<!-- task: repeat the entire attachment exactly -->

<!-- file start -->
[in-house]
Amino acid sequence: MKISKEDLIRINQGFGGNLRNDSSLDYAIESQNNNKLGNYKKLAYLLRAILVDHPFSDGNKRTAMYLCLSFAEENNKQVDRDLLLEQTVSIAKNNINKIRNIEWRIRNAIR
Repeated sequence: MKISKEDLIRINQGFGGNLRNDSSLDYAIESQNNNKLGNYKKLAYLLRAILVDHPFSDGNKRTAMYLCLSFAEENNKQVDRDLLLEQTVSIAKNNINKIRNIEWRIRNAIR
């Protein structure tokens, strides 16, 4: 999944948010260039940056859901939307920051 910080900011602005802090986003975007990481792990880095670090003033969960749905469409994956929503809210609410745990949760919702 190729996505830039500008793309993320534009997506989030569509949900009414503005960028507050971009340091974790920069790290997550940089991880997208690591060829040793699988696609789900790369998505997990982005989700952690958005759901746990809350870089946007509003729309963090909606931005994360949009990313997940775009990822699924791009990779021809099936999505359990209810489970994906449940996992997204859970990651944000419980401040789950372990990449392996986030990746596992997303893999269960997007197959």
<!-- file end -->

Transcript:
[in-house]
Amino acid sequence: MKISKEDLIRINQGFGGNLRNDSSLDYAIESQNNNKLGNYKKLAYLLRAILVDHPFSDGNKRTAMYLCLSFAEENNKQVDRDLLLEQTVSIAKNNINKIRNIEWRIRNAIR
Repeated sequence: MKISKEDLIRINQGFGGNLRNDSSLDYAIESQNNNKLGNYKKLAYLLRAILVDHPFSDGNKRTAMYLCLSFAEENNKQVDRDLLLEQTVSIAKNNINKIRNIEWRIRNAIR
């Protein structure tokens, strides 16, 4: 999944948010260039940056859901939307920051 910080900011602005802090986003975007990481792990880095670090003033969960749905469409994956929503809210609410745990949760919702 190729996505830039500008793309993320534009997506989030569509949900009414503005960028507050971009340091974790920069790290997550940089991880997208690591060829040793699988696609789900790369998505997990982005989700952690958005759901746990809350870089946007509003729309963090909606931005994360949009990313997940775009990822699924791009990779021809099936999505359990209810489970994906449940996992997204859970990651944000419980401040789950372990990449392996986030990746596992997303893999269960997007197959």